You’re really dealing with a different situation there. You’re talking about a public event like a product announcement.  It’s really not something that can be reused.  
    No, this is not about the EVENT. This is about PRODUCED CONTENT — Various camera perspectives, pre-produced trailers, voice-overs, music, audio mix, all edited together into a finalised video. 

    If this were about somebody who attended the events and put up video he'd filmed there, it wouldn't be as clear-cut (or possibly even an issue at all). 

    But use of this material is controlled by the copyright owner — and that's Apple. There is "fair use" for journalistic purposes, but simple, publicly accessible archival isn't "journalism", and certainly isn't "fair use", even if it was a public service and didn't rake in tens of thousands of dollars in YT ad revenue (which it would, if monetisation was enabled, as I believe it was). 
    watto_cobra
  • Reply 33 of 35
    entropysentropys Posts: 3,793member
    Instead of shutting him down, Apple could have just officially given him permission. This is about controlling info in some stalinesque, butt hurt way. Someone doesn’t like being compared with Jobs.
  • Reply 34 of 35
    davgregdavgreg Posts: 999member
    I am sure Apple has bigger fish to fry, not sure why they would bother.

    As far as defending IP, they did not do a very good job with Android and with Samsung's interface.
    watto_cobra
  • Reply 35 of 35
    mfrydmfryd Posts: 168member
    entropys said:
    Instead of shutting him down, Apple could have just officially given him permission. This is about controlling info in some stalinesque, butt hurt way. Someone doesn’t like being compared with Jobs.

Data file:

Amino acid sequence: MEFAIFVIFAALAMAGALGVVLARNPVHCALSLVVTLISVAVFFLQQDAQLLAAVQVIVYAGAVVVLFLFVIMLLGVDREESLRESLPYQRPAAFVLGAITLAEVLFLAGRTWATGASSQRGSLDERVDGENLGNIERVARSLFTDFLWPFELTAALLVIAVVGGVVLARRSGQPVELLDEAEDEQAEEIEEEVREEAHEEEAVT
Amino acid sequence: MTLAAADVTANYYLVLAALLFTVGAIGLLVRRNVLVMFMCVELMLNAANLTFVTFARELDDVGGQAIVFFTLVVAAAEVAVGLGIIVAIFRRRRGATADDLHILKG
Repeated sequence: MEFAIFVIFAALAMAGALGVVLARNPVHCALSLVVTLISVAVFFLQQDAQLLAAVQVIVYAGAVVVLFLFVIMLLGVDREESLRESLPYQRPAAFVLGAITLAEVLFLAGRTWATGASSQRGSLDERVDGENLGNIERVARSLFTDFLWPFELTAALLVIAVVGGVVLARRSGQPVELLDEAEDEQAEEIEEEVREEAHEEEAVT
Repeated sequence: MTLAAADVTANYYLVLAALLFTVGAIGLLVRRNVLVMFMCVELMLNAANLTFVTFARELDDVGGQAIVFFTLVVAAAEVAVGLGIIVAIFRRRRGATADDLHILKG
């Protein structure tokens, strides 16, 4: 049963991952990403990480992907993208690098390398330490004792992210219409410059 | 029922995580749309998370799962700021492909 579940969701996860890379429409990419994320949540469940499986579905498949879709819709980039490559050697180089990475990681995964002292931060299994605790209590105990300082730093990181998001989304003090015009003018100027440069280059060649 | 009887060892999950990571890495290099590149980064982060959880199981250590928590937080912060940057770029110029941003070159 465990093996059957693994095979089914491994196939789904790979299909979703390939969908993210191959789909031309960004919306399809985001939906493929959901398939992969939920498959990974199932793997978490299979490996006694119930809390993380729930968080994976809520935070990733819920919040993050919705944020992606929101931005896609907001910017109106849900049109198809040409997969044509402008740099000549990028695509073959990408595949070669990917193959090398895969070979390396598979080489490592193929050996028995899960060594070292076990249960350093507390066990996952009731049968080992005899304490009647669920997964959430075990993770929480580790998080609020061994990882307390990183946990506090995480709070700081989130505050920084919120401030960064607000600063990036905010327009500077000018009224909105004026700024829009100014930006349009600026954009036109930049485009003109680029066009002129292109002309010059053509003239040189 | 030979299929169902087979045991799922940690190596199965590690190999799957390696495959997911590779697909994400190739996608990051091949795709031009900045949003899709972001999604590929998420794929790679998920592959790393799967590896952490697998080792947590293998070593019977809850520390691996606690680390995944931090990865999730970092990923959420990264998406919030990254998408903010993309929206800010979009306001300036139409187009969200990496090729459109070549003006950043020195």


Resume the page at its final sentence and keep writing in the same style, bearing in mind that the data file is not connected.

In what way would giving permission benefit Apple shareholders?

    Apple spends a great deal of time and effort maintaining a certain look and feel for Apple’s public face.  They have built a reputation that has tremendous value.

    It would hurt that reputation to a web site that doesn’t match Apple’s current corporate look but contains official Apple materials.

    It would hurt Apple’s reputation to have old videos circulating that don’t match the current look and feel.

    It would increase customer service costs, and decrease customer satisfaction if any of those videos reference policies that are no longer in effect.

    By removing the videos from the web, Apple maintains their value as a rare historical curiosity.  This allows Apple the option to roll the videos out when it is in Apple’s best interest to do so.

    Remember, Apple is a for-profit corporation.  Management has a legal obligation to act in the best interest of shareholders.  Not in the best interest of a lone fan who wants to keep alive memories of discontinued products and capabilities (for instance Apple developer videos on how Web Objects is the future, or on how Pascal is the recommended development language just before depreciating Pascal for C).
    watto_cobra